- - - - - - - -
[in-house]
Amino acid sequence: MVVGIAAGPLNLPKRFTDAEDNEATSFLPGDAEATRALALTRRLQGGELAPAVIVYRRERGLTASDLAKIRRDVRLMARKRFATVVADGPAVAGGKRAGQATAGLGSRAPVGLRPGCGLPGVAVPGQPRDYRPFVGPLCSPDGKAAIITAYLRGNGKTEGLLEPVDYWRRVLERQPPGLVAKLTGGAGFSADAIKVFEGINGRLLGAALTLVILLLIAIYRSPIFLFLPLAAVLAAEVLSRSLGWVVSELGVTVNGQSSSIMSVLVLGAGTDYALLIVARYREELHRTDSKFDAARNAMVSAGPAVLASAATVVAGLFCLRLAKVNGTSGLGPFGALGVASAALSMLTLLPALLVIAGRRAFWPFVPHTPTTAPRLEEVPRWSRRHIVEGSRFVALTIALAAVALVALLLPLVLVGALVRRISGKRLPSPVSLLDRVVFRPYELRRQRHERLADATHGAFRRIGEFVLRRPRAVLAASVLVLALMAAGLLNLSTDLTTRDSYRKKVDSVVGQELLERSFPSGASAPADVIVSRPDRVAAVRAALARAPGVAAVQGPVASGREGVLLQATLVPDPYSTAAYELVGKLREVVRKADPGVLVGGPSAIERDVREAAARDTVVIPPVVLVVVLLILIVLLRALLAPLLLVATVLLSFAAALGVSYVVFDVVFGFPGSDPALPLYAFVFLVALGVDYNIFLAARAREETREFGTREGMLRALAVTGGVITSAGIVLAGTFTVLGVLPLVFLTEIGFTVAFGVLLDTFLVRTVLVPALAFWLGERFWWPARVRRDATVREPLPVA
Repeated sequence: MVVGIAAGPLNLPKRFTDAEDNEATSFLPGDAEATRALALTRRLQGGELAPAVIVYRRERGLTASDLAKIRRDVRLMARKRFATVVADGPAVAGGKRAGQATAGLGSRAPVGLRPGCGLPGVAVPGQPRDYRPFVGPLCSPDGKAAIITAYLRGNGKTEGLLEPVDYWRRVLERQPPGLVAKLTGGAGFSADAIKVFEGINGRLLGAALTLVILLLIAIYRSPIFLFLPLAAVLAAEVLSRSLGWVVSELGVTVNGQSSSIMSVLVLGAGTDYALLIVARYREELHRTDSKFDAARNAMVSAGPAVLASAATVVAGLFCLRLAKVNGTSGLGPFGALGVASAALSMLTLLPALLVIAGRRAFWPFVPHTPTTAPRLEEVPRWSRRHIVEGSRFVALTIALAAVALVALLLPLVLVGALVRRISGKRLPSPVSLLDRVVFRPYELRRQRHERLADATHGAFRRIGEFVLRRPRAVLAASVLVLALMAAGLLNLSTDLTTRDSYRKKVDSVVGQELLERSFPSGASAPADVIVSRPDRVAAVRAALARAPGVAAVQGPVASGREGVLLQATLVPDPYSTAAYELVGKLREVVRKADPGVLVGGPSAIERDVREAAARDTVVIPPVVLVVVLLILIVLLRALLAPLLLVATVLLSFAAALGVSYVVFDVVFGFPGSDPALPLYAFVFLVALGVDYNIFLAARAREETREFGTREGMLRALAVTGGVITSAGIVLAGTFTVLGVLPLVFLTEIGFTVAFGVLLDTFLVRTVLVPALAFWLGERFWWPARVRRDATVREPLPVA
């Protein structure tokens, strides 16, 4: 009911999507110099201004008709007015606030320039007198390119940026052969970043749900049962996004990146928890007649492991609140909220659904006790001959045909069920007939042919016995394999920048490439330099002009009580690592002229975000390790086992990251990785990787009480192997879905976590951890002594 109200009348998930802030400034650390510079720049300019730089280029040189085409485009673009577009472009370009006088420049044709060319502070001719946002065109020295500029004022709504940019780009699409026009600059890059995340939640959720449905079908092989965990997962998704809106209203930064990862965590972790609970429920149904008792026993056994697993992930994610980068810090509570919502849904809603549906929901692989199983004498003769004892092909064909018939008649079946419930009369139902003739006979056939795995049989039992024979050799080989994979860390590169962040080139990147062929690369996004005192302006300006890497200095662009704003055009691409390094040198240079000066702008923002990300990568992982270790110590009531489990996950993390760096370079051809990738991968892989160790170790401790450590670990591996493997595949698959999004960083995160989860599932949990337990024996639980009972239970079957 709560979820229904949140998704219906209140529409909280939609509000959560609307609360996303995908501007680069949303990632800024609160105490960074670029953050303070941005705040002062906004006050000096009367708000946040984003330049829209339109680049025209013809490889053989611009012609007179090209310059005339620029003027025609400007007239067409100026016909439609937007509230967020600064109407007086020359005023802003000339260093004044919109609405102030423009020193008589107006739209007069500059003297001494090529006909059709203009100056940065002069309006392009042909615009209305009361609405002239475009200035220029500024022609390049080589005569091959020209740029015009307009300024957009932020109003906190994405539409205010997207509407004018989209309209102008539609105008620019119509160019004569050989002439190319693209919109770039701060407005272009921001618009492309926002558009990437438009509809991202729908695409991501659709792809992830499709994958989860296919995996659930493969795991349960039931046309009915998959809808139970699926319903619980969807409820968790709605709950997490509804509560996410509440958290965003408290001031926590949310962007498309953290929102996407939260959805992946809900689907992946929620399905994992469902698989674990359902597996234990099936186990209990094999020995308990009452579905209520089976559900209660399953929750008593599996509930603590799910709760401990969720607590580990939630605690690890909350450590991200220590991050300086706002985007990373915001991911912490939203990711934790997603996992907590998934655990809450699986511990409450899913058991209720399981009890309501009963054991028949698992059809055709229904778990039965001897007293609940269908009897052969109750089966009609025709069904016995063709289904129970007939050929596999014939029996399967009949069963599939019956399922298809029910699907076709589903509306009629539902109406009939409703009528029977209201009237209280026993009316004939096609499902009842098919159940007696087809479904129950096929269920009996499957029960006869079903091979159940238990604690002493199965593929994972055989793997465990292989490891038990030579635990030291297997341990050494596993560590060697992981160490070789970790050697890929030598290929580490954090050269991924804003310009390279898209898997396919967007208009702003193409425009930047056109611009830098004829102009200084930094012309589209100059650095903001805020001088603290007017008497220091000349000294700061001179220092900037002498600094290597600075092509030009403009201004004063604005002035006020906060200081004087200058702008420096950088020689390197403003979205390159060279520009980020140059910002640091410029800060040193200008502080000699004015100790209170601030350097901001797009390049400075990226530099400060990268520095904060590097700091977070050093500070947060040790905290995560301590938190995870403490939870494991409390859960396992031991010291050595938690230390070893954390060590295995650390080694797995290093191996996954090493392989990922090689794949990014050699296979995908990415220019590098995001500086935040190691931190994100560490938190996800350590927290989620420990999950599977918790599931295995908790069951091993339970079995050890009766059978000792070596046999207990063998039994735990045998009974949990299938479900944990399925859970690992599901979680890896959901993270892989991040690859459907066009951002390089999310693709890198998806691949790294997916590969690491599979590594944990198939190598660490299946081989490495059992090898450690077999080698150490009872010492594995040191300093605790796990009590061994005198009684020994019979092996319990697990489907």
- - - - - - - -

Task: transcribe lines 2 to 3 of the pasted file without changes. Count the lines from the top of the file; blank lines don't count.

Amino acid sequence: MVVGIAAGPLNLPKRFTDAEDNEATSFLPGDAEATRALALTRRLQGGELAPAVIVYRRERGLTASDLAKIRRDVRLMARKRFATVVADGPAVAGGKRAGQATAGLGSRAPVGLRPGCGLPGVAVPGQPRDYRPFVGPLCSPDGKAAIITAYLRGNGKTEGLLEPVDYWRRVLERQPPGLVAKLTGGAGFSADAIKVFEGINGRLLGAALTLVILLLIAIYRSPIFLFLPLAAVLAAEVLSRSLGWVVSELGVTVNGQSSSIMSVLVLGAGTDYALLIVARYREELHRTDSKFDAARNAMVSAGPAVLASAATVVAGLFCLRLAKVNGTSGLGPFGALGVASAALSMLTLLPALLVIAGRRAFWPFVPHTPTTAPRLEEVPRWSRRHIVEGSRFVALTIALAAVALVALLLPLVLVGALVRRISGKRLPSPVSLLDRVVFRPYELRRQRHERLADATHGAFRRIGEFVLRRPRAVLAASVLVLALMAAGLLNLSTDLTTRDSYRKKVDSVVGQELLERSFPSGASAPADVIVSRPDRVAAVRAALARAPGVAAVQGPVASGREGVLLQATLVPDPYSTAAYELVGKLREVVRKADPGVLVGGPSAIERDVREAAARDTVVIPPVVLVVVLLILIVLLRALLAPLLLVATVLLSFAAALGVSYVVFDVVFGFPGSDPALPLYAFVFLVALGVDYNIFLAARAREETREFGTREGMLRALAVTGGVITSAGIVLAGTFTVLGVLPLVFLTEIGFTVAFGVLLDTFLVRTVLVPALAFWLGERFWWPARVRRDATVREPLPVA
Repeated sequence: MVVGIAAGPLNLPKRFTDAEDNEATSFLPGDAEATRALALTRRLQGGELAPAVIVYRRERGLTASDLAKIRRDVRLMARKRFATVVADGPAVAGGKRAGQATAGLGSRAPVGLRPGCGLPGVAVPGQPRDYRPFVGPLCSPDGKAAIITAYLRGNGKTEGLLEPVDYWRRVLERQPPGLVAKLTGGAGFSADAIKVFEGINGRLLGAALTLVILLLIAIYRSPIFLFLPLAAVLAAEVLSRSLGWVVSELGVTVNGQSSSIMSVLVLGAGTDYALLIVARYREELHRTDSKFDAARNAMVSAGPAVLASAATVVAGLFCLRLAKVNGTSGLGPFGALGVASAALSMLTLLPALLVIAGRRAFWPFVPHTPTTAPRLEEVPRWSRRHIVEGSRFVALTIALAAVALVALLLPLVLVGALVRRISGKRLPSPVSLLDRVVFRPYELRRQRHERLADATHGAFRRIGEFVLRRPRAVLAASVLVLALMAAGLLNLSTDLTTRDSYRKKVDSVVGQELLERSFPSGASAPADVIVSRPDRVAAVRAALARAPGVAAVQGPVASGREGVLLQATLVPDPYSTAAYELVGKLREVVRKADPGVLVGGPSAIERDVREAAARDTVVIPPVVLVVVLLILIVLLRALLAPLLLVATVLLSFAAALGVSYVVFDVVFGFPGSDPALPLYAFVFLVALGVDYNIFLAARAREETREFGTREGMLRALAVTGGVITSAGIVLAGTFTVLGVLPLVFLTEIGFTVAFGVLLDTFLVRTVLVPALAFWLGERFWWPARVRRDATVREPLPVA